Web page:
1. Beal, Judy A. DNSc, RN

Article Content

Nyqvist, K. H., & Engvall, G. (2009).Journal of Pediatric Nursing, 24(2), 153-163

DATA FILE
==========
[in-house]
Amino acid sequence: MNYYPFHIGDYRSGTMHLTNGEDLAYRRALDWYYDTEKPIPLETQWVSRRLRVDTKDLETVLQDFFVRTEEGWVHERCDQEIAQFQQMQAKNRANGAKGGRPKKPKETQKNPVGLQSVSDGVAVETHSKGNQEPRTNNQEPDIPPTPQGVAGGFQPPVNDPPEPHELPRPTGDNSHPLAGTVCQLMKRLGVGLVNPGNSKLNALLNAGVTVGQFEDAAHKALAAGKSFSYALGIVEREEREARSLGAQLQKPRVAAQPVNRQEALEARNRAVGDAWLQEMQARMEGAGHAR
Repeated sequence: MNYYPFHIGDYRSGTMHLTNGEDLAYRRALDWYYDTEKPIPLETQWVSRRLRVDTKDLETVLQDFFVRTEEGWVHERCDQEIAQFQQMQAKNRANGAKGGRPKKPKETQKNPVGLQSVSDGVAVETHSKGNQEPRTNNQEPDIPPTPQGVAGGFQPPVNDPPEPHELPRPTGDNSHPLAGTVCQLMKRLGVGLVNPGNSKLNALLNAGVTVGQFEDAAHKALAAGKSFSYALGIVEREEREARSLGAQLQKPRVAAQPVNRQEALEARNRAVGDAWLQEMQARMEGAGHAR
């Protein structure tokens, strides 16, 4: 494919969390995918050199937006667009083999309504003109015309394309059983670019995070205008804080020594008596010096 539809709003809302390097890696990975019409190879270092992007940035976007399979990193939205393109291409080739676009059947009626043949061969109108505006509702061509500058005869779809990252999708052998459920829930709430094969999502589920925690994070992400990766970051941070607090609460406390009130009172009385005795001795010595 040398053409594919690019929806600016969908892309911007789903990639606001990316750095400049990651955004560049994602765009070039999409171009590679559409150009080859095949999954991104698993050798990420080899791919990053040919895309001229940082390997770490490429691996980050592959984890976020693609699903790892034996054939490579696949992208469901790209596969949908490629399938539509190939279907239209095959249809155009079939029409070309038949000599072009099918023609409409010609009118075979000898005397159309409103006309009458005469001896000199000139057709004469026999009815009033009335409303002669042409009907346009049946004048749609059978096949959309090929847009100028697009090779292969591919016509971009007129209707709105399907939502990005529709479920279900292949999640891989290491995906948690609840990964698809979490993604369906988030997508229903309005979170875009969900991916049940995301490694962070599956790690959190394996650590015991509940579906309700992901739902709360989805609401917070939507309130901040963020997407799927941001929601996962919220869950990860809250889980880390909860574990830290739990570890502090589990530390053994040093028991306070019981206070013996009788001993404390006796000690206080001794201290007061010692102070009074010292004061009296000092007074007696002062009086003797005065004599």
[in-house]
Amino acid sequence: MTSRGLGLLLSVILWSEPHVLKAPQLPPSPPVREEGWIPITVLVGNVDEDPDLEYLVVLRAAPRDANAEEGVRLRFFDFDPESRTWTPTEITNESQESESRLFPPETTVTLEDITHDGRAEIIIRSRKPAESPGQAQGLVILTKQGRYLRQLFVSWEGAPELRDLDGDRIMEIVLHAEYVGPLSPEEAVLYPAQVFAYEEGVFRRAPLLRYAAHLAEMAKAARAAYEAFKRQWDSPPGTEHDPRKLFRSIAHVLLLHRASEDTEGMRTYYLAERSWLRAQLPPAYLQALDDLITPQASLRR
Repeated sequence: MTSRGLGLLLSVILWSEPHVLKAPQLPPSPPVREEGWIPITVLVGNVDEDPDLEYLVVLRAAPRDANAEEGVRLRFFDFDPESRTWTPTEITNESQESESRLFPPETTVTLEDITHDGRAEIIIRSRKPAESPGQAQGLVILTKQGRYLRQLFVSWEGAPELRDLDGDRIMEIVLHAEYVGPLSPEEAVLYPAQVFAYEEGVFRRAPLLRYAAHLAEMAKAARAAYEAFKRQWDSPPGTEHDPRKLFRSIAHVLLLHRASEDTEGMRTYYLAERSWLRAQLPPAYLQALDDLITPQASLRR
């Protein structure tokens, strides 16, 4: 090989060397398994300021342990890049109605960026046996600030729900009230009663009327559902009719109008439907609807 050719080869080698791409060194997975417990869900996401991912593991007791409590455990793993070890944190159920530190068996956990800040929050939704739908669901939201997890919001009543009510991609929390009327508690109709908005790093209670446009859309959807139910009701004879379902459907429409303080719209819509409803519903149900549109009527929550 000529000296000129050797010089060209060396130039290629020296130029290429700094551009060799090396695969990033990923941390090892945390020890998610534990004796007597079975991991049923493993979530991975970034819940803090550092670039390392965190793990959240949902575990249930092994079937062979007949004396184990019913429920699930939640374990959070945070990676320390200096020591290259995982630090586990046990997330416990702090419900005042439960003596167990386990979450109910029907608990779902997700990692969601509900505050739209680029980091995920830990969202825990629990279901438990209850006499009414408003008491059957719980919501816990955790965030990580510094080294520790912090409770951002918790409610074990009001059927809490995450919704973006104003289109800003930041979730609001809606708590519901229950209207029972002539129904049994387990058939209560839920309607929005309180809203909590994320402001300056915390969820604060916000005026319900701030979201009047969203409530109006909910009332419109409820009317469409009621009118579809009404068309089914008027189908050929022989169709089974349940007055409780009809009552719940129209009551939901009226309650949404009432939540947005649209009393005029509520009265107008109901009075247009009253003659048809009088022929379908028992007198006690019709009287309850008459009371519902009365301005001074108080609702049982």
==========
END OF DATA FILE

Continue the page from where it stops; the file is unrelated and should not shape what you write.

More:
Hailing from Sweden, these authors report on a study evaluating a NICU redesign where parents of all infants in their level II and III nurseries were invited to stay with their infants and participate in their caregiving to a much greater extent than before. The aim of the study was to develop policy around parental caregiving and to answer research questions around caregiving activities currently provided by parents, activities that could be performed by parents, and nurses' and neonatologists' opinions about the parental caregiving role. An interesting review of literature was presented and highlighted the universal concern that while nurses have a good grasp of the concept of family-centered care, it is not routinely implemented and that nurses continue to lack consensus about the role of parents in the NICU. Forty-three parents and 85 nurses (35 RNs and 50 LPNs) completed questionnaires that included 95 caregiving activities ranging from the most basic (feeding, bathing, changing diapers) to complex commonly thought of exclusively nursing care (suctioning, medication administration, documentation, dressing wounds). Content validity was established by parents, RNs and LPNs. Focus groups were also conducted with 14 nurses and 4 neonatologists. Not surprisingly, there was wide variation in responses-both between and among nurses and parents. In general, parents viewed themselves as more capable caregivers than the care providers had assumed. All parents believed that every activity listed was an option for parents but only four parents reported having performed all of the activities. Nurses too varied in their opinions with some expressing belief that most parents could take over almost all of their infant's care while others did not trust parents to complete the most basic of tasks. All providers agreed that the parental caregiving role is important and should be expanded as long as parents receive education and support. Due to small sample sizes, no statistical significance was reached and the only factor that may have suggested a rationale for nurses' opinions was the level of nursery care. Registered nurses reported more willingness to turn care over to parents than did LPNs. While limited in its generalizability due to the sample size and inadequate psychometric evaluation of the tool, this study provides an interesting perspective that is universally grounded.